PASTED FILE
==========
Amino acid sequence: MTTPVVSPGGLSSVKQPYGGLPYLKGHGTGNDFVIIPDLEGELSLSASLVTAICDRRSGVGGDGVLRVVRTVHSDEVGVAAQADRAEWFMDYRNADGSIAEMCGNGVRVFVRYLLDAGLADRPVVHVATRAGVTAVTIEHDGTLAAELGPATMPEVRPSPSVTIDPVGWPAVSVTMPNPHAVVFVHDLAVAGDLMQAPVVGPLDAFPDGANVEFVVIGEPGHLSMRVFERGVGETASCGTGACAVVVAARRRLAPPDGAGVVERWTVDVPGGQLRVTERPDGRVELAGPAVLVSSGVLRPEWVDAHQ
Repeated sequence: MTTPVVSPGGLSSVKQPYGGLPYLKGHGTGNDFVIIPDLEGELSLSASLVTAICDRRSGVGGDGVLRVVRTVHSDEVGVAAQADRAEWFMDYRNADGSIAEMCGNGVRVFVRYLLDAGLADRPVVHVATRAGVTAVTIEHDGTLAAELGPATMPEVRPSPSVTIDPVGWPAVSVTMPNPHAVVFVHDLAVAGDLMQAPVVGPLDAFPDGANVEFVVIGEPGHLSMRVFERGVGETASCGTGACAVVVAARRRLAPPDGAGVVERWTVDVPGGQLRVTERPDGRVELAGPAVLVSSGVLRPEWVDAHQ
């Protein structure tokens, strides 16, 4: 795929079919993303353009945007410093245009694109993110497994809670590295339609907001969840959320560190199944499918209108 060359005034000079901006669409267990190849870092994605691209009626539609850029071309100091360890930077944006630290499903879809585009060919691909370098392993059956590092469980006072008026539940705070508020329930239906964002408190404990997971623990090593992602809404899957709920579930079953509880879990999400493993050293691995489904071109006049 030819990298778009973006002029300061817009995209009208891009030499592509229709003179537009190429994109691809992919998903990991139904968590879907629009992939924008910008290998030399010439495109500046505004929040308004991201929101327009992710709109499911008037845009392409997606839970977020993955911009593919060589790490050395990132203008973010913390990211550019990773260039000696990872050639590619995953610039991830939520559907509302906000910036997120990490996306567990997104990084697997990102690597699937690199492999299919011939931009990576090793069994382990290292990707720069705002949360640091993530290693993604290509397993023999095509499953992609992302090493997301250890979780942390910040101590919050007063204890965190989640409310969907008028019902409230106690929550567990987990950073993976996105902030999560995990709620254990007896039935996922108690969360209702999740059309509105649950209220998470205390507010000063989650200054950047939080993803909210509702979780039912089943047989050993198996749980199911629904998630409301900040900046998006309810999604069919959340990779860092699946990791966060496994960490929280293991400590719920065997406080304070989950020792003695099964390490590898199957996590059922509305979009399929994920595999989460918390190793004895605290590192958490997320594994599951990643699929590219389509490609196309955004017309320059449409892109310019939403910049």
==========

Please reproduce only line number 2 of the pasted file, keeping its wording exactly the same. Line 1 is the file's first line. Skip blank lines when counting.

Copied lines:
Repeated sequence: MTTPVVSPGGLSSVKQPYGGLPYLKGHGTGNDFVIIPDLEGELSLSASLVTAICDRRSGVGGDGVLRVVRTVHSDEVGVAAQADRAEWFMDYRNADGSIAEMCGNGVRVFVRYLLDAGLADRPVVHVATRAGVTAVTIEHDGTLAAELGPATMPEVRPSPSVTIDPVGWPAVSVTMPNPHAVVFVHDLAVAGDLMQAPVVGPLDAFPDGANVEFVVIGEPGHLSMRVFERGVGETASCGTGACAVVVAARRRLAPPDGAGVVERWTVDVPGGQLRVTERPDGRVELAGPAVLVSSGVLRPEWVDAHQ